Dr. Maria Montessori was a big fan of field trips. In her words, it was important for students to take “outings” or to “go out.” In 1948, Dr. Montessori wrote: “The outing whose aim is neither purely that of personal hygiene nor that of a practical order, but which makes an experience live, will make the child conscious of realities … When the child goes out, it is the world itself that offers itself to him. Let us take the child out to show him real things instead of making objects which represent ideas and closing them up in cupboards.” Hence, the Montessori phrase of “going out” was born.
At Greensboro Montessori School, we take the Montessori tradition of “going out” to heart, as our students take academically aligned, overnight field trips beginning in Lower Elementary. Where lessons in the classroom are a springboard to learning, Montessori outings provide the experiences necessary to move concepts from the abstract to the concrete – to let students apply and expand their knowledge in the world around them.
As our students progress from Toddler to Junior High, they learn the rites of passage, including the field trips, which will greet them along the way. Read about all our adventures, or jump to the grade which interests you most!
Lower ElementarySecond and Third Grade: Students enjoy their first overnight outing in second grade. Together, with their third-grade peers, these students rotate annual trips between Earthshine Discovery Center in the Nantahala National Forest in western North Carolina and the Sound to Sea program along the North Carolina’s Crystal Coast. Students spend two days and three nights building upon their lessons in biology, botany, environmental studies, geography, and physical science.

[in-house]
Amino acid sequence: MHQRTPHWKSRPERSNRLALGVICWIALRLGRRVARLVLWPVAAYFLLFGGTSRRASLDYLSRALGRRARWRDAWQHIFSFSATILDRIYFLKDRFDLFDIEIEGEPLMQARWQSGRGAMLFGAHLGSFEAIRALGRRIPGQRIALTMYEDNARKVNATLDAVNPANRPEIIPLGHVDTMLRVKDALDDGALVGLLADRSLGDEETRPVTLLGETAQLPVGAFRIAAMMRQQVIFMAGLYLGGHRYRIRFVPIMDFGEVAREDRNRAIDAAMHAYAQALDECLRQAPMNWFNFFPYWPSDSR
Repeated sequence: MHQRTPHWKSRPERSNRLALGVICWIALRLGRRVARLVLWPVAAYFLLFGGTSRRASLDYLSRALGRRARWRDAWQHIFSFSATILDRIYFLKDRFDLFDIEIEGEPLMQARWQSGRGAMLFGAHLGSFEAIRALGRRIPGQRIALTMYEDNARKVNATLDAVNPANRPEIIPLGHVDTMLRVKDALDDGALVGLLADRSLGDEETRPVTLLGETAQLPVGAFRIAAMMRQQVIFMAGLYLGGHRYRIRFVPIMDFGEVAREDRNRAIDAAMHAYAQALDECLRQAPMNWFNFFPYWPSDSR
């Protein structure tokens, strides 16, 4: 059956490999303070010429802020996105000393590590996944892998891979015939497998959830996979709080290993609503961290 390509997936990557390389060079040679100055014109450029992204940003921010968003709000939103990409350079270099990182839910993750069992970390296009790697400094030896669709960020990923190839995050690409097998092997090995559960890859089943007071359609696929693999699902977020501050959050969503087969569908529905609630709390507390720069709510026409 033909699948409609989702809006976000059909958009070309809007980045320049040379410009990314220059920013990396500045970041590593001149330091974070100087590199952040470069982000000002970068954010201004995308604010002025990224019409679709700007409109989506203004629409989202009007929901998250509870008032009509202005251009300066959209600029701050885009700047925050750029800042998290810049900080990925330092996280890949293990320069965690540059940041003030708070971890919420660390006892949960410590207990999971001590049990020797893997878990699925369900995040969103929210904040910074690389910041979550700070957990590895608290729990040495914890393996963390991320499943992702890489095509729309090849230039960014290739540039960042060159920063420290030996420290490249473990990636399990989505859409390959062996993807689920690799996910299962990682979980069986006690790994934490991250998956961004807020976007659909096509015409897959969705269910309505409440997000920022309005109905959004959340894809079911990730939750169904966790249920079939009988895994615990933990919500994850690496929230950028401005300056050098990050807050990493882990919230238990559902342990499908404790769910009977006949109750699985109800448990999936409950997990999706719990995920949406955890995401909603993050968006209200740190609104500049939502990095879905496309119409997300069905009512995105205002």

Upper ElementaryFourth and Fifth Grade: Fourth and fifth graders rotate between annual field trips to North Carolina’s Outer Banks and Colonial Williamsburg every spring. When at the North Carolina coast, our students experience the region’s rich marine biology and storied history. Students visit national landmarks like Roanoke Island, the first settlement of English colonists, and the Wright Brothers National Memorial in Kitty Hawk. In the words of the National Parks Service, Kitty Hawk is the site where Wilbur and Orville Wright “experimented with flight in the early 1900s, and finally succeed[ed] on a cold winter day with the world’s first controlled, sustained, powered, heavier-than-air flight.”
When visiting Williamsburg, students immerse themselves in the history of the American Revolution and explore, as Colonial Williamsburg puts it, “the political, cultural, and educational center of what was then the largest, most populous, and most influential of the American colonies. It was here that the fundamental concepts of our republic — responsible leadership, a sense of public service, self-government, and individual liberty — were nurtured under the leadership of patriots such as George Washington, Thomas Jefferson, George Mason, and Peyton Randolph.”